By Ed Sullivan
Once dubbed a "tin shack," today's integrated control houses have far more sophisticated requirements than their predecessors, including not only security and protection from the elements but also climate control, fire protection, backup power systems, communications and event recording for a wide range of ever-changing applications.
Obtaining all those capabilities in a durable yet practical structure can be a challenge. The pre-engineered, modular panel steel control house offers an attractive, money-saving solution. "The modular steel control building represents a new school of thought among end-users and engineers," explained Ben Kurtz, business development manager with Kelly Klosure Systems, based in Fremont, Nebraska, USA, a specialist in pre-engineered panel steel buildings and interior enclosures.
"They believe that the technicians responsible for installing equipment inside a control building are also fully capable of putting the building up. With the right modular panel system, no particular construction skills or personnel are required, and no special tools," Kurtz added.
The flexibility of modular panel steel control houses enables customers to minimise sizes, and thereby save on energy needed to power heating or air conditioning systems. These structures are expandable, so facilities that add equipment can enlarge their motor control centres whenever required. Enlarging an existing building can be done by removing an endwall and attaching additional wall and roof panels.
The modular steel control house design helped avoid lengthy approval procedures and exorbitant construction costs for an ultraviolet (UV) disinfection project, engineered by Jacobson Helgoth Consultants (JHC) for the Wilber, Nebraska, wastewater treatment plant. Key process control equipment had to be housed within a protective structure for security and weather protection.
Conventional structures typically took months to complete, including upfront design and engineering, lengthy approval procedures, and labour-intensive construction requiring builders to erect a frame, drape insulation, attach sheeting with self-tapping screws, then frame doors, windows, and ventilation.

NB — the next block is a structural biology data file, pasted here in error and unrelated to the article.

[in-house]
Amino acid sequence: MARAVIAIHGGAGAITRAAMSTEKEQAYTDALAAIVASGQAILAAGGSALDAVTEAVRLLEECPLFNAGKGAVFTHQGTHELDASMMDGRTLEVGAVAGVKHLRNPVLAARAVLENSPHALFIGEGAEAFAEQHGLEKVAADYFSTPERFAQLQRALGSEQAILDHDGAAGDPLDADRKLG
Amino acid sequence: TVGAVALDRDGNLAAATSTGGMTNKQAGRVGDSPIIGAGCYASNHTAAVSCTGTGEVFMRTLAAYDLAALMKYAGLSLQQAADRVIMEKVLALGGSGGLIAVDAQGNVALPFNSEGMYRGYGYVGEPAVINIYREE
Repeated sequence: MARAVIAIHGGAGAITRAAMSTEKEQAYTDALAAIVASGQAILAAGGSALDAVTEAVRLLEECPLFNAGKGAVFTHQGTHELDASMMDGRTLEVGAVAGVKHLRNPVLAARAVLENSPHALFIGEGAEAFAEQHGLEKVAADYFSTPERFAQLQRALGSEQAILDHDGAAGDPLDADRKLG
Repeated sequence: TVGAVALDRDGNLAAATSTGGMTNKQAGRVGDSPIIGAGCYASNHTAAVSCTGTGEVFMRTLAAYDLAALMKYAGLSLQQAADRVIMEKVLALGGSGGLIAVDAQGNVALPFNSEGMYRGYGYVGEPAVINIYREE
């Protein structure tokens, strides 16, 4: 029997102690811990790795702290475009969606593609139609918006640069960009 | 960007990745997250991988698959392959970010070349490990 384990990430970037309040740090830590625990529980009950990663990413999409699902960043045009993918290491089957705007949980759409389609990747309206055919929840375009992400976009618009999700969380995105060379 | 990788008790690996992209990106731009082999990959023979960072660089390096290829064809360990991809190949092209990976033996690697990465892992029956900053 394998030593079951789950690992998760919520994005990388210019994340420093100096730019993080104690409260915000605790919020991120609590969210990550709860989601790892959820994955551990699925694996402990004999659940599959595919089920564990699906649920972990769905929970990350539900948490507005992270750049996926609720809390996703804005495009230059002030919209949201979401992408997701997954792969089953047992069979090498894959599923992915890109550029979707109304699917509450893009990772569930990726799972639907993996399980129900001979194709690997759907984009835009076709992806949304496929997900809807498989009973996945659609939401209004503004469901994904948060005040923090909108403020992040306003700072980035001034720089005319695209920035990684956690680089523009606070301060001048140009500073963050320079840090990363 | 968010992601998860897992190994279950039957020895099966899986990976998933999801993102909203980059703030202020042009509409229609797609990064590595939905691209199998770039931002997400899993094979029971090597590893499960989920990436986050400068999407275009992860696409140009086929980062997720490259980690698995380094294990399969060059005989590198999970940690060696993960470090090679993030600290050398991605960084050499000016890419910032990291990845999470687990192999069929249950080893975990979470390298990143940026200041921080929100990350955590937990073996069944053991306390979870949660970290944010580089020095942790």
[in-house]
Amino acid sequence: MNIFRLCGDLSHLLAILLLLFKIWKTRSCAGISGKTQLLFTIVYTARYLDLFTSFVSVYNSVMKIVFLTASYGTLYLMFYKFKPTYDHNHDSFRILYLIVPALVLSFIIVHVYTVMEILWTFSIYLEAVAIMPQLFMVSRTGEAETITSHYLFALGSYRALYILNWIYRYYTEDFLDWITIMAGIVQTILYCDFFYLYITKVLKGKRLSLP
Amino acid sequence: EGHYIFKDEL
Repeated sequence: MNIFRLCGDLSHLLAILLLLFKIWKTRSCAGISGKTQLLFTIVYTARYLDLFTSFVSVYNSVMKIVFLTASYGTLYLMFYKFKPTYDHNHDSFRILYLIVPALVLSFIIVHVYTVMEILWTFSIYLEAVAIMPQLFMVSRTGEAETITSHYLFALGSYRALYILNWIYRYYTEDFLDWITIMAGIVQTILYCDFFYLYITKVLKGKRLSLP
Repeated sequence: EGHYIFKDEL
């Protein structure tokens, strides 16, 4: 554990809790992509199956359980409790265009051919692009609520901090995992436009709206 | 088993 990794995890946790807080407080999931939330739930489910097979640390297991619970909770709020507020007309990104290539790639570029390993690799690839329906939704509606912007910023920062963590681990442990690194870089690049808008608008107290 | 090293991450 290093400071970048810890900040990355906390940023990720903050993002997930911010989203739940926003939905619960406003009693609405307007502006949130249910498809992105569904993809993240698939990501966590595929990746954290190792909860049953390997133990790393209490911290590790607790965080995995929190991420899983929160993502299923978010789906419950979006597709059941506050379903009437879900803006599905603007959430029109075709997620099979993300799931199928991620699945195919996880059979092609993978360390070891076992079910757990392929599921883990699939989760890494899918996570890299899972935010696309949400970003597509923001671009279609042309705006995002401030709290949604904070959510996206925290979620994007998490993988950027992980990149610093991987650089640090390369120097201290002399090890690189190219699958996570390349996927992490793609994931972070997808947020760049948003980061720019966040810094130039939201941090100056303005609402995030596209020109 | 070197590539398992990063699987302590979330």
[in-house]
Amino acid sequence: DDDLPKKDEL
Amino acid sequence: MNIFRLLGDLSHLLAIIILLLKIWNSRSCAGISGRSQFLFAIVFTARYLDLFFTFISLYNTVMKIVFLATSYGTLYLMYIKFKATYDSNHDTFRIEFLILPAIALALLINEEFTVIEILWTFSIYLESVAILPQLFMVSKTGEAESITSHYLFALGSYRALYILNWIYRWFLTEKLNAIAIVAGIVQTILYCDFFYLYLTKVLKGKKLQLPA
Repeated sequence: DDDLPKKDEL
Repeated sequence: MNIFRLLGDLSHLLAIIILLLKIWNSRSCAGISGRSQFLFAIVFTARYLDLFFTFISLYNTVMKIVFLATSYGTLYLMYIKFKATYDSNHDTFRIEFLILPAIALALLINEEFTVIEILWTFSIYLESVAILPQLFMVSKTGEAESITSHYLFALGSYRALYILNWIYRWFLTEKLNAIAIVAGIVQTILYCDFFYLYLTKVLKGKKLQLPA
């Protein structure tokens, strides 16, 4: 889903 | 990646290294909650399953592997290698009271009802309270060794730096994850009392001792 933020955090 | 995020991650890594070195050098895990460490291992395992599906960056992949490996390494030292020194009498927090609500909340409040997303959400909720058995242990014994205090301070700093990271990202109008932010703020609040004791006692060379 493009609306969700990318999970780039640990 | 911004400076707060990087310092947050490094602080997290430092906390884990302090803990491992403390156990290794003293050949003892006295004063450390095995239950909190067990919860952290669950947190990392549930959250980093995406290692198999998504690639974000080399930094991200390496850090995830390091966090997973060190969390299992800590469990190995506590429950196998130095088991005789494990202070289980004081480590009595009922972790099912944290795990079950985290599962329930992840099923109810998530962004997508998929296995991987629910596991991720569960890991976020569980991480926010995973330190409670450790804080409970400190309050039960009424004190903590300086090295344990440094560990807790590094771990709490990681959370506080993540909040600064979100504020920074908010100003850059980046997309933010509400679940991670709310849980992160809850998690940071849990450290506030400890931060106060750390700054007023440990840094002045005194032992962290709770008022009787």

"We couldn't wait months for a structure to be manufactured," said Fred Scarpello, project manager in charge of the project for JHC. "We didn't want a little metal shed unable to support lighting, ventilation, windows, or skylights. And we didn't want to buy a structure that was too large, that required over-building the foundation to fit the structure. To minimise cost, we wanted to minimise the foundation and then fit the building to that."
Scarpello followed a colleague's recommendation and contacted Kelly Klosure Systems. "The pre-engineered system saved up-front design and engineering time, and the building's one-day erection time helped speed project completion and saved a significant amount in construction costs," Scarpello said.
Kelly Klosure's Small-Span design, specified to 18-ft x8-ft x22-ft dimensions, was pre-engineered to uniform building code for fast approval. It included a personnel door, three windows in one sidewall, fixed louvers in each endwall for ventilation, R-10 insulation, and 3-ft-wide fibreglass skylights covering about 40% of the roof area for maximum daylight exposure.
The company delivered the building within four weeks of order and a four-person contract crew erected it in one day. The industry average for erecting traditional structures, in contrast, typically takes up to 10 weeks.
Small-Span buildings meet the year 2000 International Building Code (IBC), and feature standard clear span widths as narrow as 6 ft or as wide as 24 ft, lengths as short as 6 ft or as long as 99 ft, with standard heights from 8 ft to 14 ft.
Ed Sullivan is a technical writer based in Hermosa Beach, California. For more information, visit the website: www.kellyklosure.com.